“One Year Lived” free e-book
I get a lot of propositions in my First-time Travels e-mail every now and then. I read through them all and choose which best suits my interest and my blog’s theme. Recently, I received a message from a memoirist and traveler, Adam Shepard. He is one of those who are bold enough to leave the comforts of his routine life to chase after his dreams and explore the world out there.
He sent me his book, One Year Lived, for me to read and I got hooked. “Inspired” would even be a better word. If I could earn as much as the likes of my counterparts in the first-world countries, I would probably save my money, take a year off and go vagabonding around the world. For now, I contend myself with promotional air fares and accommodations that would take me beyond the borders of my country. Other times, I go with friends exploring what’s already in our backyard. With 7,107 islands, there is so much to enjoy about the Philippines. And one thing that got me interested in One Year Lived is his own experience about my country.
So, what’s One Year Lived all about?
From late 2011 to late 2012, spending just $19,420.68, less than it would have cost him to stay at home, Shepard visited seventeen countries on four continents and lived some amazing adventures. “It’s interesting to me,” he says, “that in Australia, New Zealand, South Africa, Europe, it’s normal for people to pack a bag, buy a plane ticket, and get ‘Out There.’ In the U.S., though, we live with this very stiff paradigm—graduate college, work, find a spouse, make babies, work some more, retire—which can be a great existence, but we leave little room to load up a backpack and dip into various cultures, to see places, to really develop our own identity.”
His journey began in “the other Antigua”—Antigua, Guatemala—where Shepard spent a month brushing up on his Spanish and traveling on the “chicken bus.” During his two months in Honduras, he served with an organization that helps improve the lives of poor children; in Nicaragua, he dug wells to install pumps for clean water and then stepped into the ring to face a savage bull; in Thailand, he rode an elephant and cut his hair into a mullet; in Australia, he hugged a koala, contemplated the present-day treatment of the Aborigines, and mustered cattle; in Poland, he visited Auschwitz; in Slovakia, he bungee jumped off a bridge; and in the Philippines, he went wake boarding among Boracay’s craggy inlets and then made love to Ivana on the second most beautiful beach in the world.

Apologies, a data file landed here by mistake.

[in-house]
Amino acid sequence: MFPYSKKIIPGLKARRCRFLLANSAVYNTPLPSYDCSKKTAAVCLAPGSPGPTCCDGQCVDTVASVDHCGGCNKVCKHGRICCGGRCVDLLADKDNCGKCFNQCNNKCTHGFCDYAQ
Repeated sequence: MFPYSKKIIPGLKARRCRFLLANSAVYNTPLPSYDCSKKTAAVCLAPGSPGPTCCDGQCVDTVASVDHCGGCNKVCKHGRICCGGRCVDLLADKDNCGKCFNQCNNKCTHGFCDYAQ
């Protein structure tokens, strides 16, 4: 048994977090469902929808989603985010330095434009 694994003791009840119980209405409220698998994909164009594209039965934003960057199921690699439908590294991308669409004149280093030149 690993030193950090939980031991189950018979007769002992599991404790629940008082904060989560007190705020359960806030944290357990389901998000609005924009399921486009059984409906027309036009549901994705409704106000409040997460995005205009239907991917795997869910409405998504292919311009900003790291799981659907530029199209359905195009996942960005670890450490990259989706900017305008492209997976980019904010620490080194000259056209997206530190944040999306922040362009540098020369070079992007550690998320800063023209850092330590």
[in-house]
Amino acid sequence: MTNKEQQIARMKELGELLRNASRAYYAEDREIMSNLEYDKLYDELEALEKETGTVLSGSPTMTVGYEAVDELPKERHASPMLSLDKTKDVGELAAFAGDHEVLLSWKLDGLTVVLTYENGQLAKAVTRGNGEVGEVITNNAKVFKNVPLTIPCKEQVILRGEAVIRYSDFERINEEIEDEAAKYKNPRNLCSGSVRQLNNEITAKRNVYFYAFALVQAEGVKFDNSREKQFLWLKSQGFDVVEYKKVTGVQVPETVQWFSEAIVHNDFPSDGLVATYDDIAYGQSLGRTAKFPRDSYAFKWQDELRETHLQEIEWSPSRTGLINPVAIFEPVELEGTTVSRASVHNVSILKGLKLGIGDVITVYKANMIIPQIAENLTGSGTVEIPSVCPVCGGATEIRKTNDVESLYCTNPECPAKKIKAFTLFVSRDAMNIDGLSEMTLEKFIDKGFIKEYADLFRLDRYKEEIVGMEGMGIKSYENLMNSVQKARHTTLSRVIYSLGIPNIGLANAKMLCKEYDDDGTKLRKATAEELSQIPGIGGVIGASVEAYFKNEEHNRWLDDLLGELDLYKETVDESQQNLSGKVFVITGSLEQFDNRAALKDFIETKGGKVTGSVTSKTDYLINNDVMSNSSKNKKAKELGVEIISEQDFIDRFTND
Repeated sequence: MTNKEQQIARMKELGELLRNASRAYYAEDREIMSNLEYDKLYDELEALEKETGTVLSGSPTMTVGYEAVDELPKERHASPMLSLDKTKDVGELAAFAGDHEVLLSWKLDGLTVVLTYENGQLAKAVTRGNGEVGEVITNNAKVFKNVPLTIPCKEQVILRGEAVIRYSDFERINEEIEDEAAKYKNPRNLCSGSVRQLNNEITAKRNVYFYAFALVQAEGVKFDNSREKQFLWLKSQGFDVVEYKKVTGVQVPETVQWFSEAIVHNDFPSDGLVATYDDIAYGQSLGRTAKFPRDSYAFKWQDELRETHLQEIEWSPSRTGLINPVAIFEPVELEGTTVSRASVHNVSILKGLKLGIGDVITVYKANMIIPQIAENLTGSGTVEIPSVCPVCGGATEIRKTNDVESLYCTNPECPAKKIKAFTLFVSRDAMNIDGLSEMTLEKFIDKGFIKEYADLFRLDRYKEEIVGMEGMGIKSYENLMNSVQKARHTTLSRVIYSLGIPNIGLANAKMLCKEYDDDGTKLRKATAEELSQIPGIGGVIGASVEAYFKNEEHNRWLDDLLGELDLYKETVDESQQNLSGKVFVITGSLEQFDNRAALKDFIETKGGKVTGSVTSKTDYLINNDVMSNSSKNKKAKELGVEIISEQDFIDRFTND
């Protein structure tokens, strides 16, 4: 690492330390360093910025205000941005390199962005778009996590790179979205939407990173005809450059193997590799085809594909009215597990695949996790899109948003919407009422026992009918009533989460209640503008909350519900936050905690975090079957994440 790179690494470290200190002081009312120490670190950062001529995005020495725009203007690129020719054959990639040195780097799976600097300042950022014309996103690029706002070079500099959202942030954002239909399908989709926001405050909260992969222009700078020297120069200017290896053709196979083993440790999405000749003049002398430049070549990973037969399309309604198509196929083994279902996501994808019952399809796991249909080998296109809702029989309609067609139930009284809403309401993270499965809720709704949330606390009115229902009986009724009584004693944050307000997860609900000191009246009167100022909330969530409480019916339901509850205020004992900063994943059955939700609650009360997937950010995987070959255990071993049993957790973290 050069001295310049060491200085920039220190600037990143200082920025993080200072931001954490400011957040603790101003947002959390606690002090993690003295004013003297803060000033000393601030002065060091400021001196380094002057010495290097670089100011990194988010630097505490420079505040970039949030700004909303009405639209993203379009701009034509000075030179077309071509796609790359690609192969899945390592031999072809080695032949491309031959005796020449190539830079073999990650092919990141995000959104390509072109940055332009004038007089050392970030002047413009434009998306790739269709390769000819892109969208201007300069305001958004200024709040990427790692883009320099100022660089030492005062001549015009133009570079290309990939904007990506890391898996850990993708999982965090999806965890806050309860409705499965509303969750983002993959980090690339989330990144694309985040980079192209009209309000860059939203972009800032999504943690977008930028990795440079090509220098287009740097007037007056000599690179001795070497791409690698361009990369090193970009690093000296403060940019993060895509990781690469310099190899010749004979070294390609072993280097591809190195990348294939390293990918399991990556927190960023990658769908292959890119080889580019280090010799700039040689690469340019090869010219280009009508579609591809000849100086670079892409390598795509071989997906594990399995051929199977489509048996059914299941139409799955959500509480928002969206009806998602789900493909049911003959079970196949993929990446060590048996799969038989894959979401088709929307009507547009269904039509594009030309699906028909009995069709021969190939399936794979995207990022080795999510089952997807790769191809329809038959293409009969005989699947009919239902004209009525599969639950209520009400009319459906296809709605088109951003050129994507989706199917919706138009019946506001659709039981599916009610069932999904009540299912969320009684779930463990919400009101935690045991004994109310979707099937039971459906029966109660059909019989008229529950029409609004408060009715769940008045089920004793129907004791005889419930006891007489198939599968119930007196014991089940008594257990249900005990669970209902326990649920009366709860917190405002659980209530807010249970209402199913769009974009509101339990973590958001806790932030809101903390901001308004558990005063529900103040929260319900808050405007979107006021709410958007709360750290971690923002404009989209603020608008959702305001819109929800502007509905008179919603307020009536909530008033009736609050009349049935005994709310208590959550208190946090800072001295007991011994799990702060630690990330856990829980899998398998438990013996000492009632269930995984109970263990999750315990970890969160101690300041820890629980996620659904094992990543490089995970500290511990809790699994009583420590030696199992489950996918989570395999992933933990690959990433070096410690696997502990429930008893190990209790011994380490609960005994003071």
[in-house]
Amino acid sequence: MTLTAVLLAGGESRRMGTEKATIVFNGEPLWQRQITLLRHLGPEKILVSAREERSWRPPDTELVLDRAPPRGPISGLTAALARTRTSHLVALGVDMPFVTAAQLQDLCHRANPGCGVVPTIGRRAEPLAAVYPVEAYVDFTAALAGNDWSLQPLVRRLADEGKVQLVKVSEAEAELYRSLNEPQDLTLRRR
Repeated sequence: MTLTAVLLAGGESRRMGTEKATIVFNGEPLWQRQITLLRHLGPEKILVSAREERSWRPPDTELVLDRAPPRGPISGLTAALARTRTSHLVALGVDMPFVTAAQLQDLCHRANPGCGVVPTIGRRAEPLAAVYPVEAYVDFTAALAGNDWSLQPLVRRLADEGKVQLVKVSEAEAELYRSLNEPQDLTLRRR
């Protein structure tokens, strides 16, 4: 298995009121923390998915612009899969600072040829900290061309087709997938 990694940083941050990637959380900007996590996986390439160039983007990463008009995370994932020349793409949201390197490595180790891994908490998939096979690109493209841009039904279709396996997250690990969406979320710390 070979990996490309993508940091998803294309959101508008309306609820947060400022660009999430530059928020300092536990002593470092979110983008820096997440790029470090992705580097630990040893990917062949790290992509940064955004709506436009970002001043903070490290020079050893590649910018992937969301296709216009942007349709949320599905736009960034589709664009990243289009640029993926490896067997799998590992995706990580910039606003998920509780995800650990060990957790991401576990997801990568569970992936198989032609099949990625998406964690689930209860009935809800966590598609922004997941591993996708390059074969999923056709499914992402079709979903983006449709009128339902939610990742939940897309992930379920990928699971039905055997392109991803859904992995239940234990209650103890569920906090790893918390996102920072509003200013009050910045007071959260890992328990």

His yearlong journey, which took two years to save for, was a spirited blend of leisure, volunteerism, and enrichment. He read 71 books, including ten classics and one—slowly—in Spanish. “If you can lend a hand to someone, educate yourself about the world, and sandwich that around extraordinary moments that get your blood pumping, that’s a pretty full year,” Shepard writes.
One Year Lived is the compelling and transparent account of his experiences abroad. I like the way Shepard shared his adventures, as if I was there in every situation he narrated.
Hungry for more? One Year Lived is now available online and in bookstores.
FREE, FREE, FREE!
The good news is, you can get a FREE e-book copy of One Year Lived when you do the following:
1. Leave below in the COMMENTS section of this post (that’s the box below) your answer to this question “If you have the resources and the time to take off for a year, where will you spend this and why?” Please limit your answer to 100 words or less. Include your Twitter name after your answer.
3. Like my Facebook page http://facebook.com/firsttimetravel.
4. Once you’ve done all three above, I’ll e-mail you the e-book or give you details how you can download it.
Sounds easy? Grab a copy of One Year Lived now and be inspired by Shepard’s adventures.
Shepard’s trip comes just three years after he made national headlines for taking a year to test the viability of the American Dream. With just $25 in his pocket, he boarded a train and headed to Charleston, SC. He lived in a homeless shelter for 70 days and took odd jobs until finding a full-time job as a mover, eventually earning enough money to buy a pickup truck and a furnished apartment. After the resulting book, Scratch Beginnings, was released by HarperCollins in 2008, Shepard appeared on the Today Show, CNN, FOX News, 20/20, and NPR. He was also interviewed by Atlantic Monthly, the New York Post, Christian Science Monitor, and over 140 radio programs. For more about the book, visit his site www.OneYearLived.com.